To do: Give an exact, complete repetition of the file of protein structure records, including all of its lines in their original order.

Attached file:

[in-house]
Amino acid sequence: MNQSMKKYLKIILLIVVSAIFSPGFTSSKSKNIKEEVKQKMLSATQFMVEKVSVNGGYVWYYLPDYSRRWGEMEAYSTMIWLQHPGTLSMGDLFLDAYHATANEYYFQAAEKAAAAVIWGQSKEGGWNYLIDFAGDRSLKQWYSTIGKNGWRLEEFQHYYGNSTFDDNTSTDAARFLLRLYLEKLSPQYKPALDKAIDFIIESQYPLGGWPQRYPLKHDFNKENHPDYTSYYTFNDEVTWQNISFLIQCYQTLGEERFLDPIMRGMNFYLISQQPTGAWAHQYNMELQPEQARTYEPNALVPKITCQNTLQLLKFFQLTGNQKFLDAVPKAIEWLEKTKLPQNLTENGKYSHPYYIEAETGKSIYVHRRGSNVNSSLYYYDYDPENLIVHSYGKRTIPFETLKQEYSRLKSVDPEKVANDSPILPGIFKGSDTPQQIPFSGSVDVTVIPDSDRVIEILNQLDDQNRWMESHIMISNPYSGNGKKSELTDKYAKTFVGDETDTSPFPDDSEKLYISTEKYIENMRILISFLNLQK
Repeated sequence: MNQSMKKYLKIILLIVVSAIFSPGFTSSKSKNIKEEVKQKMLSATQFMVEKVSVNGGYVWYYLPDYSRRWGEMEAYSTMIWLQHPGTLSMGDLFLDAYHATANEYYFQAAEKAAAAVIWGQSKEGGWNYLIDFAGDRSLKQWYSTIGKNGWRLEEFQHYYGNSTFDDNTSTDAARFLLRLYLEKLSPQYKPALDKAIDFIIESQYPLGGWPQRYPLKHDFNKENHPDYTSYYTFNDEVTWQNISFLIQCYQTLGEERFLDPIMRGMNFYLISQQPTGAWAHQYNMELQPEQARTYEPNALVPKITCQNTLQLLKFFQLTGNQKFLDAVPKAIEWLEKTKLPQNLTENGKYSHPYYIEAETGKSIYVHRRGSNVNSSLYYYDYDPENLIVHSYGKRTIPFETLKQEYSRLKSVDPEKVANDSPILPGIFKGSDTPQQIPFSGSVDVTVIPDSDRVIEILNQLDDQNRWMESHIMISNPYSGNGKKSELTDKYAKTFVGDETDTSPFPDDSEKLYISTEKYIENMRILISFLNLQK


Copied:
[in-house]
Amino acid sequence: MNQSMKKYLKIILLIVVSAIFSPGFTSSKSKNIKEEVKQKMLSATQFMVEKVSVNGGYVWYYLPDYSRRWGEMEAYSTMIWLQHPGTLSMGDLFLDAYHATANEYYFQAAEKAAAAVIWGQSKEGGWNYLIDFAGDRSLKQWYSTIGKNGWRLEEFQHYYGNSTFDDNTSTDAARFLLRLYLEKLSPQYKPALDKAIDFIIESQYPLGGWPQRYPLKHDFNKENHPDYTSYYTFNDEVTWQNISFLIQCYQTLGEERFLDPIMRGMNFYLISQQPTGAWAHQYNMELQPEQARTYEPNALVPKITCQNTLQLLKFFQLTGNQKFLDAVPKAIEWLEKTKLPQNLTENGKYSHPYYIEAETGKSIYVHRRGSNVNSSLYYYDYDPENLIVHSYGKRTIPFETLKQEYSRLKSVDPEKVANDSPILPGIFKGSDTPQQIPFSGSVDVTVIPDSDRVIEILNQLDDQNRWMESHIMISNPYSGNGKKSELTDKYAKTFVGDETDTSPFPDDSEKLYISTEKYIENMRILISFLNLQK
Repeated sequence: MNQSMKKYLKIILLIVVSAIFSPGFTSSKSKNIKEEVKQKMLSATQFMVEKVSVNGGYVWYYLPDYSRRWGEMEAYSTMIWLQHPGTLSMGDLFLDAYHATANEYYFQAAEKAAAAVIWGQSKEGGWNYLIDFAGDRSLKQWYSTIGKNGWRLEEFQHYYGNSTFDDNTSTDAARFLLRLYLEKLSPQYKPALDKAIDFIIESQYPLGGWPQRYPLKHDFNKENHPDYTSYYTFNDEVTWQNISFLIQCYQTLGEERFLDPIMRGMNFYLISQQPTGAWAHQYNMELQPEQARTYEPNALVPKITCQNTLQLLKFFQLTGNQKFLDAVPKAIEWLEKTKLPQNLTENGKYSHPYYIEAETGKSIYVHRRGSNVNSSLYYYDYDPENLIVHSYGKRTIPFETLKQEYSRLKSVDPEKVANDSPILPGIFKGSDTPQQIPFSGSVDVTVIPDSDRVIEILNQLDDQNRWMESHIMISNPYSGNGKKSELTDKYAKTFVGDETDTSPFPDDSEKLYISTEKYIENMRILISFLNLQK